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Karajan Mahler 6 - exposition repeat = cut-and-paste?

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Roasted Swan:

--- Quote from: Spotted Horses on June 22, 2021, 09:04:51 AM ---Which of the 4 studio Karajan 5's are you talking about? 55, 62, 77, 83? My impression is that the exposition repeats are identical enough that they could very well be cut and paste jobs, based on 62 and 77, but I have not specifically compared.

My impressions of how widely cut-and-paste was used is mostly based on headphone listening of CD releases from the early days, when they would not usually go back to "session tapes" but would digitize the master used to cut the LP. With LP surface noise and loudspeakers the cuts were typically not noticeable. However, listening to the more pristine CD release on headphones I would sometimes notice obvious edits, typically because the reverberation doesn't quite match up. In later re-masters they would go to the session tapes and re-do the razor and tape edits digitally and they would become difficult to notice. Typically the cuts were made at a point where the music pauses and starts again, and were probably recorded as separate blocks with the intention of splicing.

My understanding is that the most common recording technique today, with dozens if not hundreds of microphones, is to facilitate splicing or even replacing a single orchestral part (i.e., the oboe player squeaks, and they substitute the oboe line from another take). Also, having close microphones isolating instruments and separate microphones to capture reverberation allows them to cut from one take to another, while allowing the reverberation tracks to overlap, obscuring the edit.

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It was the '77 Beethoven 5 - all I would say with Beethoven is that everyone (well I've never heard a performance that doesn't) does take the repeat and its very short so there is a kind of organic whole.

Roasted Swan:

--- Quote from: Brian on June 22, 2021, 05:27:38 AM ---An interesting test would be the Sixth Symphony, a movement in which Kertesz has the repeat in place, and there is an unfakeable transition passage back to the repeat. It would be interesting if they recorded one take through that transition, then recorded the alternative transition which leads from the exposition to the development, relying on editors to splice in the repeat itself. That would come pretty close to proving "intent."

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The "first times bars" are often quite extended but even when they are short - as in Dvorak 9 - they can't be 'faked' at the desk.  I would not be at all surprised if there have been many occasions where those repeat sections have been recorded just to keep options open.  My feeling from a musical point of view it that they should be taken.  If you stick with a composer such as Dvorak - by the time he came to write his 9th Symphony he was an experienced mature composer who was quite happy to experment with formal and musical aspects of his work.  The fact that he still chose to write repeats meant that they had a function for him that went beyond 'tradition' and performers should respect that....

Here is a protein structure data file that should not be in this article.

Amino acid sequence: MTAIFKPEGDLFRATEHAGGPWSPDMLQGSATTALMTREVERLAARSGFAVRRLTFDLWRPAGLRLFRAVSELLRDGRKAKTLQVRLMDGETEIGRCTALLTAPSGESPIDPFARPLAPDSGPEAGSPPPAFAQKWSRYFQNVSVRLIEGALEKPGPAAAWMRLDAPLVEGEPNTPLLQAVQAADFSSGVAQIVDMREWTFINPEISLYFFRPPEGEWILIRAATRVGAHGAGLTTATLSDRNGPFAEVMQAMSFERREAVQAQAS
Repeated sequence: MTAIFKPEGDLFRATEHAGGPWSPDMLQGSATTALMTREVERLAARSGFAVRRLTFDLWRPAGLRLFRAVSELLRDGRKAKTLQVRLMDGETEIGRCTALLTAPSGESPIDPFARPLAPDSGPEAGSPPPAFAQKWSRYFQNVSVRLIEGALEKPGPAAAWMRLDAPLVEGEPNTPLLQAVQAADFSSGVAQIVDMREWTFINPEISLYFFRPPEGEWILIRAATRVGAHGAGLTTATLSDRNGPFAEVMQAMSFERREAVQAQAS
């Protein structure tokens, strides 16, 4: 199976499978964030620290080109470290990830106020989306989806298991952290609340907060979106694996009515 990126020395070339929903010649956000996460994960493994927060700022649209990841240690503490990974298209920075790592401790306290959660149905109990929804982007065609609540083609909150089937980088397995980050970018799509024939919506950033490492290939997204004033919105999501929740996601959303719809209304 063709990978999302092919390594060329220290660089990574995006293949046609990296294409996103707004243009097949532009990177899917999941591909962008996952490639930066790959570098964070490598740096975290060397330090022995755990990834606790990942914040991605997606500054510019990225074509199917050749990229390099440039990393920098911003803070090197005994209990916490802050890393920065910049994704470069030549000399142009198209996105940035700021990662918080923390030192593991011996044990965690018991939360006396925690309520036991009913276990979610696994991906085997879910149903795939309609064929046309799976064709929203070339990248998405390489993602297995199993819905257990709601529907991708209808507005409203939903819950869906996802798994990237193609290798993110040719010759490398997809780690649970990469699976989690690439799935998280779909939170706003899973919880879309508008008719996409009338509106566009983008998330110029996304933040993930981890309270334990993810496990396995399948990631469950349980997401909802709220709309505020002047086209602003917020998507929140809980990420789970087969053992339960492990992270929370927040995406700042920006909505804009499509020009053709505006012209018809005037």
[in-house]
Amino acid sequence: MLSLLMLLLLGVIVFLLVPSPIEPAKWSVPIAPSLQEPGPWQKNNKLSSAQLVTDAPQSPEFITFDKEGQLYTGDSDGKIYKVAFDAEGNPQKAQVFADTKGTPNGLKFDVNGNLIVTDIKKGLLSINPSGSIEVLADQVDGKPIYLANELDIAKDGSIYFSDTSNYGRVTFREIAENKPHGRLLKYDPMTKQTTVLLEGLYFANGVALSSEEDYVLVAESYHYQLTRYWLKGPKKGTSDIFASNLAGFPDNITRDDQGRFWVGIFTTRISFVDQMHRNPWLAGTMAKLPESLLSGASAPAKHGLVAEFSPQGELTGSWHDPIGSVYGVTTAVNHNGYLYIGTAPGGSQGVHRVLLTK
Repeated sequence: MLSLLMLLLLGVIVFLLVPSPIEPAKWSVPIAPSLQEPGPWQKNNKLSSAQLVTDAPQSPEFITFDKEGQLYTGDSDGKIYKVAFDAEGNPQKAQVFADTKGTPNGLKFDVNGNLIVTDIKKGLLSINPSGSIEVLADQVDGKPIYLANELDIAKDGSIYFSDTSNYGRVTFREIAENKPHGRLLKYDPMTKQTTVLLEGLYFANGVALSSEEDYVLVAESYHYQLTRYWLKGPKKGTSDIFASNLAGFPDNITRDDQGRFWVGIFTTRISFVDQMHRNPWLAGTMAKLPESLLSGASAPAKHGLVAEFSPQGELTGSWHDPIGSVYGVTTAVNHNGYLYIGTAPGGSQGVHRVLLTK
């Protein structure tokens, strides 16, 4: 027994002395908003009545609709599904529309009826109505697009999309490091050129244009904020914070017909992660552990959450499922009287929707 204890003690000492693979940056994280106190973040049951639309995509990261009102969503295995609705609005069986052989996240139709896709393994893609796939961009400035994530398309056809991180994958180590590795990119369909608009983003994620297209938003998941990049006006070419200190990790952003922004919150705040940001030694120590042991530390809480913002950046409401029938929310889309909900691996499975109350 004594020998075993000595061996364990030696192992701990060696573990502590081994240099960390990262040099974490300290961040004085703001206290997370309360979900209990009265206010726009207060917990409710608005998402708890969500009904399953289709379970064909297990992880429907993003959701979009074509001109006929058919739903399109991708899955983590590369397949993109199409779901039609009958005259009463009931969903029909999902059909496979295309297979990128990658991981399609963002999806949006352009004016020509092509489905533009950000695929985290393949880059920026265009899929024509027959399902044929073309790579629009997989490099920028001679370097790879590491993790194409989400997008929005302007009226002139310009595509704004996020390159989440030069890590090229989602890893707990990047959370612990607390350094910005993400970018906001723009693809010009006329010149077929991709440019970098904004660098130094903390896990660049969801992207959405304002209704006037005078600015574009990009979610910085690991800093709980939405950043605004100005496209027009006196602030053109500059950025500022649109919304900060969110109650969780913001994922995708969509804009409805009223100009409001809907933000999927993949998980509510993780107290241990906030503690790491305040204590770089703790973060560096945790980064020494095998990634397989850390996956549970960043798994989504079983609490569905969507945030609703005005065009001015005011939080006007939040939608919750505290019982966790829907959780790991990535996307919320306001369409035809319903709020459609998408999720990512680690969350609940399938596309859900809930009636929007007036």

Roasted Swan:

--- Quote from: Brian on June 22, 2021, 09:14:44 AM ---Or to record the final rehearsal before recording a weekend of live performances, to patch out coughs and audience shuffling. (The CEO of BIS has a good story about having to edit out a moment in a live recording where he, up in the control room, shouted the f-bomb.) I only mention this because there's a new release coming in New Releases which proudly brags that it is "unedited" live tapes - quite a debatable point of pride, one would think.

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The fact that final rehearsals are recorded is different I think from a specific "unedited live concert" scenario.  The rise in the use of performances recorded in concert is a simple economic necessity and is understood to be that.  Most people realise that what you hear is an amalgamation of several performances plus a rehearsal sequence - how else is applause avoided without a sharp cut on the last chord!  Also, the phenomenal quality of orchestral playing is such now that orchestras regualrly play the hardest repertoire with relative ease and can record in concert works that would have had to be recorded painstakingly in the studio.  There is then the added argument that live performances have a frisson that the studio cannot match.  I fnd that last point harder to agree with - the truth is some performers/conductors are able to create electricity more in a studio than others - that's always been the case.  Ultimately any modern performance can now be manipulated to a far greater degree than was ever the case before and for me the danger is that absolutely flawless playing becomes the expectation - even when that "photo-shopped" musical perfection is the result of technical air-brushing rather than superhuman execution.  Of greater worry to me is that personality in performance is often secondary to (perceived) technical perfection.

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